A new online tool, dubbed ForestDefender, aims to help indigenous people understand and implement their rights in regard to forests. The database, developed by the Center for International Environmental Law (CIEL), brings together vast amounts of legal information—both national and international—on over 50 countries.
“CIEL created ForestDefender to empower indigenous peoples and other local communities to defend their rights and their forests,” Allison Silverman, a staff attorney with CIEL’s Climate and Energy Program Program, told mongabay.com, adding that, “It can also be used as a guide to understand how to hold violators of these rights accountable through the various human rights and international financial institution mechanisms.”
The website will be especially useful for indigenous groups and communities dealing with the implementation of new REDD+ policies, according to Silverman. REDD+, or Reducing Emissions from Deforestation and Degradation, has been one of the landmark global changes to forest issues over the last decade. The budding program, developed under the United Nations, seeks to compensate developing countries for keeping forests standing as a part of the global effort to tackle carbon emissions responsible for climate change. REDD+ was finally approved last year at the annual UN Climate Summit after seven years of negotiations.
A member of the Dani tribe in Indonesian New Guinea. Photo by: Rhett A. Butler.
The world’s tropical forests have been lost at staggering rates over the last century due to agriculture, livestock, mining, logging, roads and other infrastructure. Yet, increasingly, experts are recognizing the important role of indigenous people and other local communities in keeping forests standing. Yet in many parts of the world’s indigenous people lack legal title to their traditional forests, leading to conflict between locals, industries, and governments.
Yet, one of the REDD+’s open questions is how it will be implemented in regard to indigenous people. REDD+ includes basic safeguards for indigenous communities, but Silverman says locals will need to remain vigilant to make sure their rights are respected.
“It is important to note that there are risks to forest rights and land rights with REDD+, especially if REDD+ is not implemented properly,” Silverman explained. “Progress on forest rights depends on how REDD+ interacts with a country’s national forest governance. For example, if REDD+ provides funding to national governments who were unable to manage forests beforehand due to a lack of resources, then with these new funds, governments may try to seize and thus centralize the forests and take forest rights away from the indigenous peoples and local communities who had been protecting these forests before money for carbon offsets were inserted into the picture.”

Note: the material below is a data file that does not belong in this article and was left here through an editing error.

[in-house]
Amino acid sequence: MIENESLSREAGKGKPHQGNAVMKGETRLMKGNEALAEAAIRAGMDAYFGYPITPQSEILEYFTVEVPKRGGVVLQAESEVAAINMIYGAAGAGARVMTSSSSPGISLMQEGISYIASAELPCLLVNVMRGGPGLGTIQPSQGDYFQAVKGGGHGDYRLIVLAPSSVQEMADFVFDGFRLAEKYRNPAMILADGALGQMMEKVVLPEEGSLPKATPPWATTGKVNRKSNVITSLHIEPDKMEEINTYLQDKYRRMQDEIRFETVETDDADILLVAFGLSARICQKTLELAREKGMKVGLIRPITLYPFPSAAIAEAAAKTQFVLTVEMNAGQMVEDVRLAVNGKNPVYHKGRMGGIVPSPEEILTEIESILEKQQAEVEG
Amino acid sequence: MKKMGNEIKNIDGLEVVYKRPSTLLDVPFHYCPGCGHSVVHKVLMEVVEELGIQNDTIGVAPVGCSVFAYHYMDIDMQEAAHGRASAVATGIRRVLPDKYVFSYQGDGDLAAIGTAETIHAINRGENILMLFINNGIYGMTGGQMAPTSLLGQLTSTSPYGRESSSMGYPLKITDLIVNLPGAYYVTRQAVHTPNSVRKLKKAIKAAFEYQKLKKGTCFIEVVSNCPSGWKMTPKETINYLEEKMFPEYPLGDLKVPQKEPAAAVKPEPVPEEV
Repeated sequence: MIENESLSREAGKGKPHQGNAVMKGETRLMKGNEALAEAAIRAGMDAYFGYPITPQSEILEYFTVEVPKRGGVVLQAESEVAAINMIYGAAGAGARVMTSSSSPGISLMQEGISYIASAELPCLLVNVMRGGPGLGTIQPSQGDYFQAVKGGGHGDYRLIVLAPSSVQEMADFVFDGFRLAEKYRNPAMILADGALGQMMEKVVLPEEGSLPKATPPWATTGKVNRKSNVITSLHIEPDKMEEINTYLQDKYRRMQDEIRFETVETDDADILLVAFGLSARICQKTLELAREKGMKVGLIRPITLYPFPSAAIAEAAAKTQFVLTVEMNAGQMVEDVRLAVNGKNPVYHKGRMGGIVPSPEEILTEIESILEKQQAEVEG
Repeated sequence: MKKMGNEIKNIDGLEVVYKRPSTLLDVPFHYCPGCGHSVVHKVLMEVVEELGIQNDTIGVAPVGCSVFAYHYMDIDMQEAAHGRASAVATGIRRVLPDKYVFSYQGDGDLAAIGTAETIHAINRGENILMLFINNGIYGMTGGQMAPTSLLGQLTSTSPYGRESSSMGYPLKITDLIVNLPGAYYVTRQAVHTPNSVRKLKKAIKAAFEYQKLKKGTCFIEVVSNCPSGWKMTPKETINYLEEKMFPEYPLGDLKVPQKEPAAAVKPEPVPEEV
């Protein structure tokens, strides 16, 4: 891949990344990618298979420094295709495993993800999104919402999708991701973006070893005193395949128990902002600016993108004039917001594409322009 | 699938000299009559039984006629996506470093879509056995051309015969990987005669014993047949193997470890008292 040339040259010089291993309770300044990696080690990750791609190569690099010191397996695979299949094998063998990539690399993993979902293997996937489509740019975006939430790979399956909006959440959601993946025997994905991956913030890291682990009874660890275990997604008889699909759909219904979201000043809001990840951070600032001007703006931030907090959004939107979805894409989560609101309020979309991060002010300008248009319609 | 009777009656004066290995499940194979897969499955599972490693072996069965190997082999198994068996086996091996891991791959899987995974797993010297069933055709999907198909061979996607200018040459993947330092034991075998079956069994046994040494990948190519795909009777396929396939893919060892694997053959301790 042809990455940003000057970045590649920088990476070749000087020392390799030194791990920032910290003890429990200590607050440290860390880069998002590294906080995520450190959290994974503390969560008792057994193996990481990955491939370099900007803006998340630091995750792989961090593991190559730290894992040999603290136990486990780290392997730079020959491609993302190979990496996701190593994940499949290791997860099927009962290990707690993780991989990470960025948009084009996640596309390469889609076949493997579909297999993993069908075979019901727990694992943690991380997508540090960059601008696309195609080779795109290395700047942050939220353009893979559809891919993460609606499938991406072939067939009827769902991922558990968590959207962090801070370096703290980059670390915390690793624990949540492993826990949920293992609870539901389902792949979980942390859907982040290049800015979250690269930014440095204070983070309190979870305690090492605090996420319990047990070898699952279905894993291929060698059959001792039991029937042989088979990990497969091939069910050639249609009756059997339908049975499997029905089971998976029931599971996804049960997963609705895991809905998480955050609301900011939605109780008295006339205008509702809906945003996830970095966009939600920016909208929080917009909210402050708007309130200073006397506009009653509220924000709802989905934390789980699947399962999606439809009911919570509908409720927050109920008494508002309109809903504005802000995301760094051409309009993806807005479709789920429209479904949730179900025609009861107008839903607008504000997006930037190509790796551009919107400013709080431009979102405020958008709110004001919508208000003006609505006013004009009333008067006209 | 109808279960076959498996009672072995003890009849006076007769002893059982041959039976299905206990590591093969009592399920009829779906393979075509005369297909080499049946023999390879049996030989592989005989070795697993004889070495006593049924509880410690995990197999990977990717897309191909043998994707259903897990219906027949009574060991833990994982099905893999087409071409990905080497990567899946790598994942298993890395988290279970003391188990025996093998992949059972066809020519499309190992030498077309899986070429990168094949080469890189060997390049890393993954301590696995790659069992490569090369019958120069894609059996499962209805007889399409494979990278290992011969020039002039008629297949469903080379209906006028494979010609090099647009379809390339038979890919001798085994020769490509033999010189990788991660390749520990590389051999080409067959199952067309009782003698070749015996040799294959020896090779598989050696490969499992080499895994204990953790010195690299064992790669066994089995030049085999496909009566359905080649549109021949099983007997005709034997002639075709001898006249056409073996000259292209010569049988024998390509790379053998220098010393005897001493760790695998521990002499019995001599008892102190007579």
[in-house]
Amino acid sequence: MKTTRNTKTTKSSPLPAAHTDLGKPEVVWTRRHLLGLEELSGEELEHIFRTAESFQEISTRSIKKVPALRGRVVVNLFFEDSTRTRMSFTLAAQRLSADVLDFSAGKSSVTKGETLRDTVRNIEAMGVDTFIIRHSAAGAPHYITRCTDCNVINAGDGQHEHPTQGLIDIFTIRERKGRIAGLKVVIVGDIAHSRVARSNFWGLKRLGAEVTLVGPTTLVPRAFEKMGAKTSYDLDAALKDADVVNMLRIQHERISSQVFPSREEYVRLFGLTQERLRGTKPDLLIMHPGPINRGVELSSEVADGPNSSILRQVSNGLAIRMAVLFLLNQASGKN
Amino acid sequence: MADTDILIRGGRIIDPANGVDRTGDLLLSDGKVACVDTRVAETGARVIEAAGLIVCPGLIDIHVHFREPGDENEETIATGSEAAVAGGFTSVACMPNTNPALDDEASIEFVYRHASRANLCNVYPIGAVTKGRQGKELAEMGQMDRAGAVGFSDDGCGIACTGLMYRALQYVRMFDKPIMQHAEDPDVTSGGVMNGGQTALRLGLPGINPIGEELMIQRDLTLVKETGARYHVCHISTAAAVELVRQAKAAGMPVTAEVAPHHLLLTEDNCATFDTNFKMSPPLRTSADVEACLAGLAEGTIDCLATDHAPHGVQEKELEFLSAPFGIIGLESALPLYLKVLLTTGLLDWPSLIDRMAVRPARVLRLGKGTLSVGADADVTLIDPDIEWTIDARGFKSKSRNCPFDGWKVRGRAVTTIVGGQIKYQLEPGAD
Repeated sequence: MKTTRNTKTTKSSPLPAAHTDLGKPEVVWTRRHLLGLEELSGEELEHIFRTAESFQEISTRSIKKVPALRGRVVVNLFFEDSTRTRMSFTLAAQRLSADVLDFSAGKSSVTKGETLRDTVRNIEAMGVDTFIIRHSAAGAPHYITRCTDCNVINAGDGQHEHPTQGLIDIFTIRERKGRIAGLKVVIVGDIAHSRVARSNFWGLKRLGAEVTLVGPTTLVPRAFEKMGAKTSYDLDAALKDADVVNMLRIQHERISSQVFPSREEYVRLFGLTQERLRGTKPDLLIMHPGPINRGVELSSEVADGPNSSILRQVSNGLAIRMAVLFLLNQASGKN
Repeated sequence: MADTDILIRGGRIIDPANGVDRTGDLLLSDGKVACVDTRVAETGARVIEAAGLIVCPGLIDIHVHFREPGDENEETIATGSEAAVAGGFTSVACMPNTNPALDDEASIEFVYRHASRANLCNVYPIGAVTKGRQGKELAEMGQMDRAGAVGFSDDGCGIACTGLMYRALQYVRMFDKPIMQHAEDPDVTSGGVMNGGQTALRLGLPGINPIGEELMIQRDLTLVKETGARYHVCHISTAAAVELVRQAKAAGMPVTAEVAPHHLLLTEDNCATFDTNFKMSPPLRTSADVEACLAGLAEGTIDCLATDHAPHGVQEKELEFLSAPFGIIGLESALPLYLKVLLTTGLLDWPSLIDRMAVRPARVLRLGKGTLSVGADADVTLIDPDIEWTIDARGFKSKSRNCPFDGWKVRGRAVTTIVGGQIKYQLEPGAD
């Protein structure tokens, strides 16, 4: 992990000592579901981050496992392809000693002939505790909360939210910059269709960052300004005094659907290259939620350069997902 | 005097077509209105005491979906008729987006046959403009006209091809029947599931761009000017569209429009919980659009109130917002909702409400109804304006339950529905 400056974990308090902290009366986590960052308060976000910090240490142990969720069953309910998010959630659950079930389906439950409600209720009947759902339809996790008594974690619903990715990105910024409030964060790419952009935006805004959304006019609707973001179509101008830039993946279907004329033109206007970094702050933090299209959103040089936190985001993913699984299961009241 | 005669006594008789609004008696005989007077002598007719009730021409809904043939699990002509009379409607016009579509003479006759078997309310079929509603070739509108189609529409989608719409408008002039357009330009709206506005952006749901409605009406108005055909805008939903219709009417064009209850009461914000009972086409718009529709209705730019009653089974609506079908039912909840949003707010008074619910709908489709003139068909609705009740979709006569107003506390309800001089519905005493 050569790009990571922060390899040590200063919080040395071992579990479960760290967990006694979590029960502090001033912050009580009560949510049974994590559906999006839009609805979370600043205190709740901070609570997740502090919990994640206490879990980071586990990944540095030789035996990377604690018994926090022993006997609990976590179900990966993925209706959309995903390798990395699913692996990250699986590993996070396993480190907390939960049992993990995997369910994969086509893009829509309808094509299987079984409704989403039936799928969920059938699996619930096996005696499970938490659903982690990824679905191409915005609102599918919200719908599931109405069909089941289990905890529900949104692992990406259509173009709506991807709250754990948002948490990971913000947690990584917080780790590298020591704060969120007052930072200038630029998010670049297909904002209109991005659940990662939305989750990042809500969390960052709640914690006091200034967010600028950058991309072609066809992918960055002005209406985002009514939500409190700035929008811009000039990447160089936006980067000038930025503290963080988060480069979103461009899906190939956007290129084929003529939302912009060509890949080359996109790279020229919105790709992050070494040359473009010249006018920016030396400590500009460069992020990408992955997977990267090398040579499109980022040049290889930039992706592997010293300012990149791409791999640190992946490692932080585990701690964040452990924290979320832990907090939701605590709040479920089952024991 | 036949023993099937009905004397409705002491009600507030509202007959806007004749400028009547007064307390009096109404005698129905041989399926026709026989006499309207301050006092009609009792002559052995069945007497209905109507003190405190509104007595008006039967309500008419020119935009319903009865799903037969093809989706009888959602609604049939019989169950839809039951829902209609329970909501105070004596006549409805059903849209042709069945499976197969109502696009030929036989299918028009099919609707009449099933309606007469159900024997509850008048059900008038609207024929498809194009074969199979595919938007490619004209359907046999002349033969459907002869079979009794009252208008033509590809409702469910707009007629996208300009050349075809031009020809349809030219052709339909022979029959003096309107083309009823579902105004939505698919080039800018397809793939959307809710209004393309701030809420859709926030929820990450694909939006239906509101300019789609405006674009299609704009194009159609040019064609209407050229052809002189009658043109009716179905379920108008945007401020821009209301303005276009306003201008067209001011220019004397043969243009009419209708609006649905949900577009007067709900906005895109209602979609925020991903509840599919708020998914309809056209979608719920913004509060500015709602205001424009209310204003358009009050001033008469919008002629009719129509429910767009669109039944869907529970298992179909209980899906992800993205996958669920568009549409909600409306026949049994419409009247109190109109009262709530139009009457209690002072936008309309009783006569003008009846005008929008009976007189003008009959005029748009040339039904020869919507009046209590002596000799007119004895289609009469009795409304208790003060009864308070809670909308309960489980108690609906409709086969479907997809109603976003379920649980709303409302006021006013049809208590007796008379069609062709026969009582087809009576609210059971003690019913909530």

Currently, the ForestDefender database targets those already familiar with legal language, however CIEL is also developing another online tool for a more general audience, described by Silverman as a “community pocket guide.”
“[The guide targets] community members and leaders who would benefit more from a tool that ‘translates’ some of the technical language found in the international treaties, declarations and decisions included in ForestDefender,” said Silverman. “This guide provides community members with questions to ask their trusted allies who have a better grasp of this material and who can then use ForestDefender as guidance to respond.”
Forest rights are very different across nations and regions, but Silverman points to some countries as especially positive examples.
“The countries in Mesoamerica have made good progress in recognizing community forest rights, such that the majority of the region’s forest are either owned or managed by forest communities and indigenous peoples,” she said. “Lessons learned from these experiences should continue to be shared at the global level.”
Logging in Malaysian Borneo. Photo by: Rhett A. Butler.
(03/11/2014) In 2006, Mexico intensified its security strategy, forming an inhospitable environment for drug trafficking organizations (also known as DTOs) within the nation. The drug cartels responded by creating new trade routes along the border of Guatemala and Honduras. Soon shipments of cocaine from South America began to flow through the Mesoamerican Biological Corridor (MBC). This multi-national swathe of forest, encompassing several national parks and protected areas, was originally created to protect endangered species, such as Baird’s Tapir (Tapirus bairdii) and jaguar (Panthera onca), as well as the world’s second largest coral reef. Today, its future hinges on the world’s drug producers and consumers.